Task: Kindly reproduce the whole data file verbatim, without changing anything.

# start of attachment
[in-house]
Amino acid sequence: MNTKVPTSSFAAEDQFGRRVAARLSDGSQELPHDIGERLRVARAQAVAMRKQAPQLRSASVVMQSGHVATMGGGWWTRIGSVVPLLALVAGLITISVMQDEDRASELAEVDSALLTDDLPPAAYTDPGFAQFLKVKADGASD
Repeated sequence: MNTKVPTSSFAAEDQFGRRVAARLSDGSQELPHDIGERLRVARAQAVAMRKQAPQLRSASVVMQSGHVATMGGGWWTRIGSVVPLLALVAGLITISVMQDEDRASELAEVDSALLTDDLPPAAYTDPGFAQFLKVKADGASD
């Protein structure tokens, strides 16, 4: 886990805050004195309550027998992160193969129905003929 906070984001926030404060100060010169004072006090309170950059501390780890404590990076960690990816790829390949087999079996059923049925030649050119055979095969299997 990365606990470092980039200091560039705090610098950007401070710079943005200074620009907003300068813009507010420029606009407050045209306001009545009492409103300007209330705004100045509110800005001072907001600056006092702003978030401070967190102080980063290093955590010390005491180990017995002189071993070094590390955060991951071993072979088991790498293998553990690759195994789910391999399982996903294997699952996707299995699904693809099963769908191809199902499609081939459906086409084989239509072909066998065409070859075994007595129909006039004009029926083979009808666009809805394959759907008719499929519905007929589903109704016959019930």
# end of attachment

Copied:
[in-house]
Amino acid sequence: MNTKVPTSSFAAEDQFGRRVAARLSDGSQELPHDIGERLRVARAQAVAMRKQAPQLRSASVVMQSGHVATMGGGWWTRIGSVVPLLALVAGLITISVMQDEDRASELAEVDSALLTDDLPPAAYTDPGFAQFLKVKADGASD
Repeated sequence: MNTKVPTSSFAAEDQFGRRVAARLSDGSQELPHDIGERLRVARAQAVAMRKQAPQLRSASVVMQSGHVATMGGGWWTRIGSVVPLLALVAGLITISVMQDEDRASELAEVDSALLTDDLPPAAYTDPGFAQFLKVKADGASD
């Protein structure tokens, strides 16, 4: 886990805050004195309550027998992160193969129905003929 906070984001926030404060100060010169004072006090309170950059501390780890404590990076960690990816790829390949087999079996059923049925030649050119055979095969299997 990365606990470092980039200091560039705090610098950007401070710079943005200074620009907003300068813009507010420029606009407050045209306001009545009492409103300007209330705004100045509110800005001072907001600056006092702003978030401070967190102080980063290093955590010390005491180990017995002189071993070094590390955060991951071993072979088991790498293998553990690759195994789910391999399982996903294997699952996707299995699904693809099963769908191809199902499609081939459906086409084989239509072909066998065409070859075994007595129909006039004009029926083979009808666009809805394959759907008719499929519905007929589903109704016959019930």